- Where they are How many
- BA 2866 (Siasi/Sesai, 2014)
- Linguistic family
- Pataxó Hã-Hã-Hãe
The indigenous peoples today known generically by the ethnonym Pataxó Hãhãhãe are made up of the Baenã, Pataxó Hãhãhãe, Kamakã, Tupinambá, Kariri-Sapuyá and Gueren ethnic groups. Inhabitants of the south of Bahia state, the contact history of these groups with non-indigenous populations has been shaped by land expropriations, forced relocations, the transmission of diseases and killings. The land reserved for them by the State in 1926 was invaded and largely converted into private farms. The slow and tortuous process of regaining these lands began in the 1980s only: a successful conclusion still appears to be some way off, with the reserve remaining under judicial consideration.
Location and population
The population inhabits the Caramuru-Paraguaçu Indigenous Reserve, 54,099 ha in size, in the south of Bahia, in the municipalities of Itajú do Colônia, Camacã and Pau-Brasil. This area is currently being kept under judicial consideration. Some also live in the Fazenda Baiana Reserve, 304 ha in size, in Camamu municipality in the far south of Bahia.
In May 2005 the population living in the Caramuru-Paraguaçu Reserve comprised 2,147 individuals, representing 1,139 men and 1,008 women. The inhabitants of the Fazenda Baiana Reserve number 72 people, 33 men and 39 women. Combined the two populations therefore total 2,219 people.
The Caramuru-Paraguaçu Reserve comprises a strip of land extending from the Cachoeira or Colônia river in the north to the Pardo in the south. The Caramuru Post was set up in 1927 on the right shore of the Colônia river, to the north of the reserve, in an area formed by extensive artificial pastures. The only river traversing the reserve is a stream of brackish water, suggestively called Salgado. The water for human consumption comes from rainwater storage or occasionally water trucks or barrels brought by paid freight.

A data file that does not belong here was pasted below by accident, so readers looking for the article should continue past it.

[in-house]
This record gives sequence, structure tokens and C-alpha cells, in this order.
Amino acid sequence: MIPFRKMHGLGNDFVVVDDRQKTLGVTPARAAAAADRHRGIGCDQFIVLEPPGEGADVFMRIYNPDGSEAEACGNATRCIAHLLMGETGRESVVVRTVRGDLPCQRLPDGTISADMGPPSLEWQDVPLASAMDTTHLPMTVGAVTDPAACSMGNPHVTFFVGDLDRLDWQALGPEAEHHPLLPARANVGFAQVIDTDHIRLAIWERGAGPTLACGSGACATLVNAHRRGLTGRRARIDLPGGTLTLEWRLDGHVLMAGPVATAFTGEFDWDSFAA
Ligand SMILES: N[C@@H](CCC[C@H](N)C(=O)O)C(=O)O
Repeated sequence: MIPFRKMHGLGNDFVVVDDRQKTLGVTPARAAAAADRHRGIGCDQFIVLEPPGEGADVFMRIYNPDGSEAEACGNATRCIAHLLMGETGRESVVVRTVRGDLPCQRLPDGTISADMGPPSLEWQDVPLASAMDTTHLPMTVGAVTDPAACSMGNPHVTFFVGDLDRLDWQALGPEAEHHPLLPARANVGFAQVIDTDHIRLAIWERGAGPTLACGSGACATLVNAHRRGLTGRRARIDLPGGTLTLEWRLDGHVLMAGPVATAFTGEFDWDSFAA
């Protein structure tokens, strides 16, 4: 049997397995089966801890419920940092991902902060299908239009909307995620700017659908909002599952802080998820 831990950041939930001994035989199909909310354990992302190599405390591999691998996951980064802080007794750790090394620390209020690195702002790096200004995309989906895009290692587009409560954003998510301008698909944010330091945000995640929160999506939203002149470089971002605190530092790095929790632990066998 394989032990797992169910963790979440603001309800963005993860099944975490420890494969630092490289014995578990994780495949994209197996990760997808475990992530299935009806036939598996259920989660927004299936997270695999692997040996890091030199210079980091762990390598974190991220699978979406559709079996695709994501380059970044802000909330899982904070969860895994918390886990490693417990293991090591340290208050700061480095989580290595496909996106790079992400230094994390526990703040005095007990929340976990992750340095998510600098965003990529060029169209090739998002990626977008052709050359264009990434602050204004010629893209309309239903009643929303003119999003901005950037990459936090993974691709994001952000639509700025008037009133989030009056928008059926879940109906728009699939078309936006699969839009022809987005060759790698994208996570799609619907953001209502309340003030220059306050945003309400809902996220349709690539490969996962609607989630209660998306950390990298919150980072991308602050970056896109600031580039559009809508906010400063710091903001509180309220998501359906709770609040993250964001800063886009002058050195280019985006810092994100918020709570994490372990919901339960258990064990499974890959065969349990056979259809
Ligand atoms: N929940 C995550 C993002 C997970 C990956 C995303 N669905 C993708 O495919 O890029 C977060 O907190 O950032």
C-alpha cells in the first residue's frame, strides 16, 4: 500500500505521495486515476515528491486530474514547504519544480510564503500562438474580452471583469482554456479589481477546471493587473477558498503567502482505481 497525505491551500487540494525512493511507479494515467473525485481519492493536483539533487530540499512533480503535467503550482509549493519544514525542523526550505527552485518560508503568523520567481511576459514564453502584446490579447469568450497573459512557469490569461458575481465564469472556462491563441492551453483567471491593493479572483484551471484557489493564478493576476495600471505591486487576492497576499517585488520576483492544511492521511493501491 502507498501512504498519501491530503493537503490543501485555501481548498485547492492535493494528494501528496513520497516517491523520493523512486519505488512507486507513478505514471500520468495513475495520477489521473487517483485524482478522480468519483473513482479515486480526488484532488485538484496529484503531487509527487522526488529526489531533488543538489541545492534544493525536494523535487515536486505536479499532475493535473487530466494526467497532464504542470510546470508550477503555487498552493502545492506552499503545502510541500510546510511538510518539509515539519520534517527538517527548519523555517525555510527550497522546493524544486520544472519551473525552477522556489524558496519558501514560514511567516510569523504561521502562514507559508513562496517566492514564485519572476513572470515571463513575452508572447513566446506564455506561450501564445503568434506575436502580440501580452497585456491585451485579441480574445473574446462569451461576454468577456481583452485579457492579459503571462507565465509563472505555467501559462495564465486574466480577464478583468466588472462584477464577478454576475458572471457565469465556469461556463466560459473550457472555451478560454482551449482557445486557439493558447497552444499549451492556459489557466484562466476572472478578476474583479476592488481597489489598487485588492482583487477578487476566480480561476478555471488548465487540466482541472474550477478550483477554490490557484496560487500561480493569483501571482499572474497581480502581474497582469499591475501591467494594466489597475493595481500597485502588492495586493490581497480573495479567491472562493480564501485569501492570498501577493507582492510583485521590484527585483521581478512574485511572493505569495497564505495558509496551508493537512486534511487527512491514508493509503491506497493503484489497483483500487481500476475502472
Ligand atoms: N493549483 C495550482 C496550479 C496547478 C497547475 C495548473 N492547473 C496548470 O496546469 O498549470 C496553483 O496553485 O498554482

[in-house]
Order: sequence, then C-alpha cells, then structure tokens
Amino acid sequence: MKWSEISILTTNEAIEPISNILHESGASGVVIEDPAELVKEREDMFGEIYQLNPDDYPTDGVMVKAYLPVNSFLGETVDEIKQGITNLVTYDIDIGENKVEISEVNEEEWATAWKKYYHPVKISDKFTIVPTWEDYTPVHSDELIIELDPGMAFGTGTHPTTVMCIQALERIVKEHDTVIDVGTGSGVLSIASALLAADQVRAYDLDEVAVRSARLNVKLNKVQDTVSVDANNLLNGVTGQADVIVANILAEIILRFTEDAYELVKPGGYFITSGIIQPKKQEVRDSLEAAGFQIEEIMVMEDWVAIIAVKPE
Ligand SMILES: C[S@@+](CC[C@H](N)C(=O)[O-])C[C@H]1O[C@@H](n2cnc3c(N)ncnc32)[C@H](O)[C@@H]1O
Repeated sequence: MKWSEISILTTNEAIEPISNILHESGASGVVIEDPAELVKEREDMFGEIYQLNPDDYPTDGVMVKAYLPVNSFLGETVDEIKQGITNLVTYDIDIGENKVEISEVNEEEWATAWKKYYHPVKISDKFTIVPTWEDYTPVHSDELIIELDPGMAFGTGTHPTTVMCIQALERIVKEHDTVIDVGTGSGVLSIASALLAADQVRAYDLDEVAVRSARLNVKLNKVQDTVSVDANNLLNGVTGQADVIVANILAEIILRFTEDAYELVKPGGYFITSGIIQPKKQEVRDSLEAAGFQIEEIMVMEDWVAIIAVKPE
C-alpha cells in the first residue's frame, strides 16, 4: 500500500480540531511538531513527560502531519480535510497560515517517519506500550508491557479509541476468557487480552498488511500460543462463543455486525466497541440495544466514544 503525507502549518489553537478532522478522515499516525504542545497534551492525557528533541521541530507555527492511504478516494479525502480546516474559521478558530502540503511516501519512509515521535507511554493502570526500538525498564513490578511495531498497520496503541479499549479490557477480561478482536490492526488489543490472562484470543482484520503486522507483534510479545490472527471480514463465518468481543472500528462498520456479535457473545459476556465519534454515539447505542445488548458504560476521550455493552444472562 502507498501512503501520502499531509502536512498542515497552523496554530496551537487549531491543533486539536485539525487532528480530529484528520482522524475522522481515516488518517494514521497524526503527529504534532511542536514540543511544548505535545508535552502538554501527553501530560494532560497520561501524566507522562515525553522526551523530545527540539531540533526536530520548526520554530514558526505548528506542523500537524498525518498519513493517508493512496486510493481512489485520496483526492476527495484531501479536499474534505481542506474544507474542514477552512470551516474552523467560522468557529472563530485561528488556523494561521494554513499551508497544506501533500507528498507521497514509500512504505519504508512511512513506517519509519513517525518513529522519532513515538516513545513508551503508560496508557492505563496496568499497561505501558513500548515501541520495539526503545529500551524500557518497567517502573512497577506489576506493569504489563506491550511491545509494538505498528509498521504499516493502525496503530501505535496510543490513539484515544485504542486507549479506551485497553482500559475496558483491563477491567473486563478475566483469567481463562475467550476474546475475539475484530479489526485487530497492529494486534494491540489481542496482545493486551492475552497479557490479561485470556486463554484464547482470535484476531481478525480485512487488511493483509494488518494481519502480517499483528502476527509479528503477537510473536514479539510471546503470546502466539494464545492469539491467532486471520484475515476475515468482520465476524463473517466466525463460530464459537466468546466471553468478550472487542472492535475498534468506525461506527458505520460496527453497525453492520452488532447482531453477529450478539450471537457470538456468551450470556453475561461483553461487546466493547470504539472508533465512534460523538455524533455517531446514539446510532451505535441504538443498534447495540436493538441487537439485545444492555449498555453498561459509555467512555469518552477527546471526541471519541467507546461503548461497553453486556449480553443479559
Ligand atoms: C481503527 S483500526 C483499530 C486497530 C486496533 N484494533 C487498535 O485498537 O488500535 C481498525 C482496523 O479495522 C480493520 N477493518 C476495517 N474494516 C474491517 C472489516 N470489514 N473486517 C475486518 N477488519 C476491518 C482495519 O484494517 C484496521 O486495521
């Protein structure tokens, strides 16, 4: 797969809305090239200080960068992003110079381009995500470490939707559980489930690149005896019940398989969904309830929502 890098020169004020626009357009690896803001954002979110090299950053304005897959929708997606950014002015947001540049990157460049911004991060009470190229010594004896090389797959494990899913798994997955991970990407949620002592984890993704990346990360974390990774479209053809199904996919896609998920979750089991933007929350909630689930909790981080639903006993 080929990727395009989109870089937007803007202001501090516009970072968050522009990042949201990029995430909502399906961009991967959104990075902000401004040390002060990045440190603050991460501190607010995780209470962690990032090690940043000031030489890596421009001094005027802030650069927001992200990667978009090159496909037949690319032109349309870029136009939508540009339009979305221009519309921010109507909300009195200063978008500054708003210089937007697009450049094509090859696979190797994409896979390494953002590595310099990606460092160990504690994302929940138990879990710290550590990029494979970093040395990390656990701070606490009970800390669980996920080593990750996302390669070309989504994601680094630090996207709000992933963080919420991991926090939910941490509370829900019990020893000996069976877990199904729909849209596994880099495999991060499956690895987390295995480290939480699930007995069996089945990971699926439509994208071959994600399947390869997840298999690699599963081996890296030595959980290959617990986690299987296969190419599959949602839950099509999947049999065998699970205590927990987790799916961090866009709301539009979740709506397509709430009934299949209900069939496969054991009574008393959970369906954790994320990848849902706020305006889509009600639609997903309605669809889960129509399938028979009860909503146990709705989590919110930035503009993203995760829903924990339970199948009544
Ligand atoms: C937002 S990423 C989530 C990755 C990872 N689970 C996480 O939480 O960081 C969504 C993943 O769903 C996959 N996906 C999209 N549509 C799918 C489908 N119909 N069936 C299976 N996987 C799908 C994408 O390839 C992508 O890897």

The languages spoken by the various ethnic groups encompassed by the Pataxó Hãhãhãe ethnonym are no longer in active use, apart from isolated words from their lexicons. Until 1911 the Pataxó and Kamakã languages were undoubtedly in full use, which means that the violent contact to which the Indians were subjected through the actions of the SPI (Indian Protection Service) had a terrible impact on them, affecting the native languages too. The Pataxó language survived until at least 1938 when Curt Nimuendaju encountered speakers living in the Caramuru-Paraguaçu Reserve. M. de Wied-Neuwied, F. Martius, B. Douveille, C. Nimuendaju, Maria Aracy Lopes da Silva and Greg Urban collated word lists among the northern Pataxó or Hãhãhãe at different periods, but only Wied-Neuwied undertook the same among the so-called southern Pataxó. On this topic, Nimuendaju observed that although his vocabulary diverged considerably from that compiled by Prince Maximilian of Wied-Neuwied among a Pataxó group in Vila do Prado in 1816, he believed that the lexicons belonged to the same nation.
A vague kinship between the Pataxó language and the Maxakali linguistic family had already been suspected since C. Loukotka. Martius grouped the Macuni, Copoxô, Cumanaxô, Panhame, Monoxô, Pataxô and Malali languages, along with a few others, in the ‘Goytacás’ linguistic family, noting an affiliation with the Ge group. Steinen reduced the Goytacá group to the Maxakali, Macuni, Capaxô, Cumanaxô and Panhame, and, with question marks, the Pataxó, identifying it as a subdivision of the Ge group. Ehrenreich, Rivet and P. Schmidt retained this classification. It was only in 1931 that C. Loukotka, re-examining in detail the sparse existing vocabularies, came to the conclusion that these languages, including Malalí but excluding Pataxó, formed a linguistic family completely separate from the Ge family. Nimuendaju agreed with this assessment, adding that the culture of these tribes “both material and spiritual” distanced them greatly from the Ge (Nimuendaju 1954:61).